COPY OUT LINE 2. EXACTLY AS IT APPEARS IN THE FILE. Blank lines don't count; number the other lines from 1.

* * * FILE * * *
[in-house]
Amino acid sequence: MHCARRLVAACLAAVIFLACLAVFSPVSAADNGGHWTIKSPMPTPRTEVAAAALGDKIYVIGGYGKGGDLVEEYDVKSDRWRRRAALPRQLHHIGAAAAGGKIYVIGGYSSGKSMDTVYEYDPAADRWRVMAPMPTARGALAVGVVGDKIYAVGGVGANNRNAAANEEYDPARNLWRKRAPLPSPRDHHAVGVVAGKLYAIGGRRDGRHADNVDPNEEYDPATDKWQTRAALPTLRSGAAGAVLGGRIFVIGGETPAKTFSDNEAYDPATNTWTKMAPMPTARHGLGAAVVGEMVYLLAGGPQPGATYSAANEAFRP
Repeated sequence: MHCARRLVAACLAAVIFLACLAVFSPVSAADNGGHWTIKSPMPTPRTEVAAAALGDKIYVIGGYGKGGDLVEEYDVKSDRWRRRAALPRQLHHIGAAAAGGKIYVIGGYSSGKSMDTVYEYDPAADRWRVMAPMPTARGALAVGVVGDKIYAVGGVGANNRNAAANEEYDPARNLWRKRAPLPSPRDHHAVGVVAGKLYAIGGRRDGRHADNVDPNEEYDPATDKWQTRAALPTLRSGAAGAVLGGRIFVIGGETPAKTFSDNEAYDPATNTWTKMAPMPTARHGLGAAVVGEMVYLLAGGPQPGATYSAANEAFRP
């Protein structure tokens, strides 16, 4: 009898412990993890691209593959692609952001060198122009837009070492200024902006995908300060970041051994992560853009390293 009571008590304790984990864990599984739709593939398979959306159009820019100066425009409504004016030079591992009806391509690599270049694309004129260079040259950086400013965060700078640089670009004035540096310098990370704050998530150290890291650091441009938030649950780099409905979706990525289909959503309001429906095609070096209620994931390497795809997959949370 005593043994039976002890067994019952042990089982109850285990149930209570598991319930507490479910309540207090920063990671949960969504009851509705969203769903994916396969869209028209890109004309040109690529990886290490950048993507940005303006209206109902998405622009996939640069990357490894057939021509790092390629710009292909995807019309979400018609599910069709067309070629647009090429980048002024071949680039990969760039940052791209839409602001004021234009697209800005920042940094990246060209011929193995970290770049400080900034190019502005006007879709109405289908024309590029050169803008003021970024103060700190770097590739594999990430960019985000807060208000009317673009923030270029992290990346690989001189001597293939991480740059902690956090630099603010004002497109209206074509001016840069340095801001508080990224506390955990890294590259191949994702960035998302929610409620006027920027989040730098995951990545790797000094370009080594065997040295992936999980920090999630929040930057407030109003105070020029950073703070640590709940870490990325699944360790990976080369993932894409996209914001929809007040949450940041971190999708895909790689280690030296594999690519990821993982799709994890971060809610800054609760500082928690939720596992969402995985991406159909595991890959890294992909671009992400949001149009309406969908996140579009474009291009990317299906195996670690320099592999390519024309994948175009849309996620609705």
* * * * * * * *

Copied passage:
Amino acid sequence: MHCARRLVAACLAAVIFLACLAVFSPVSAADNGGHWTIKSPMPTPRTEVAAAALGDKIYVIGGYGKGGDLVEEYDVKSDRWRRRAALPRQLHHIGAAAAGGKIYVIGGYSSGKSMDTVYEYDPAADRWRVMAPMPTARGALAVGVVGDKIYAVGGVGANNRNAAANEEYDPARNLWRKRAPLPSPRDHHAVGVVAGKLYAIGGRRDGRHADNVDPNEEYDPATDKWQTRAALPTLRSGAAGAVLGGRIFVIGGETPAKTFSDNEAYDPATNTWTKMAPMPTARHGLGAAVVGEMVYLLAGGPQPGATYSAANEAFRP